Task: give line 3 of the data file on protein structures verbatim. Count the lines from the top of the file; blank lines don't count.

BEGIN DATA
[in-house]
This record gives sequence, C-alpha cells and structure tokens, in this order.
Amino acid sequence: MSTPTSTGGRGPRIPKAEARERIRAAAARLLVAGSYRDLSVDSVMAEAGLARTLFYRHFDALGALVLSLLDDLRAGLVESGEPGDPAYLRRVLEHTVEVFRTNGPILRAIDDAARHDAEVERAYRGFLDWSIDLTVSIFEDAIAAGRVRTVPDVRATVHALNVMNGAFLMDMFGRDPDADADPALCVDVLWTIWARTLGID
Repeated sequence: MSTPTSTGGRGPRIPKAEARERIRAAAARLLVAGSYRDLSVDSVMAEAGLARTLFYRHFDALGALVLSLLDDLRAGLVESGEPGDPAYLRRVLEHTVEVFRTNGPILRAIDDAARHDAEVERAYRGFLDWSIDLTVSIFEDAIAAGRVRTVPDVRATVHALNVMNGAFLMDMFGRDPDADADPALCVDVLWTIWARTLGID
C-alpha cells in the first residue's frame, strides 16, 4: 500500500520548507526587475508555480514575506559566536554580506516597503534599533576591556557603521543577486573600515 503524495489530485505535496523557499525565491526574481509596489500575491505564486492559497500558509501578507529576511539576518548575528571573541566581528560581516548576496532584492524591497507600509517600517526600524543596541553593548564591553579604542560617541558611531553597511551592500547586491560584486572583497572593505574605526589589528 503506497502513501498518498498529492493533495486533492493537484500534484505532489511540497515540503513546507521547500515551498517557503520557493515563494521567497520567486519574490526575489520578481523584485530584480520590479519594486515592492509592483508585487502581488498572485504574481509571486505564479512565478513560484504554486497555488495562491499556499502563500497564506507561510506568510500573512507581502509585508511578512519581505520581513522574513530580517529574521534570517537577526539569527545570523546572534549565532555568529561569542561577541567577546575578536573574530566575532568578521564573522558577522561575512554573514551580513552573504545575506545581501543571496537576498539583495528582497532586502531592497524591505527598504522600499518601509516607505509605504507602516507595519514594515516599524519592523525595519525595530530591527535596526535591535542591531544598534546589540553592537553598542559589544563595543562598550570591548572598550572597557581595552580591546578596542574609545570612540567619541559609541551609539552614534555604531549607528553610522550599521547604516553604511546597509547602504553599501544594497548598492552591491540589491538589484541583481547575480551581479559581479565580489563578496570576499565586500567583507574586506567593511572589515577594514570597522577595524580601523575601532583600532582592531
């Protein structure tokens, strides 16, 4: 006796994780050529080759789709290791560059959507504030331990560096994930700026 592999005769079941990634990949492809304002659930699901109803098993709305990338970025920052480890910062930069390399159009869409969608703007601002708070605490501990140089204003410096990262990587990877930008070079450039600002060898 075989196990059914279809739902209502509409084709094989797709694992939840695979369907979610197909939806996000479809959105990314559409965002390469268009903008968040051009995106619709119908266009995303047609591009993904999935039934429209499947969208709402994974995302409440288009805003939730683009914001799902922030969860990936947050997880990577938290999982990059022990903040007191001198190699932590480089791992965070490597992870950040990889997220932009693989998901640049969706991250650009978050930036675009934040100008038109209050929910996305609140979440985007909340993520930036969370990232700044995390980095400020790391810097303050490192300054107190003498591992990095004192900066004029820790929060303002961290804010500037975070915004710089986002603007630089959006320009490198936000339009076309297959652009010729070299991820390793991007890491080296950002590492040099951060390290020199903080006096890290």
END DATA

Amino acid sequence: MSTPTSTGGRGPRIPKAEARERIRAAAARLLVAGSYRDLSVDSVMAEAGLARTLFYRHFDALGALVLSLLDDLRAGLVESGEPGDPAYLRRVLEHTVEVFRTNGPILRAIDDAARHDAEVERAYRGFLDWSIDLTVSIFEDAIAAGRVRTVPDVRATVHALNVMNGAFLMDMFGRDPDADADPALCVDVLWTIWARTLGID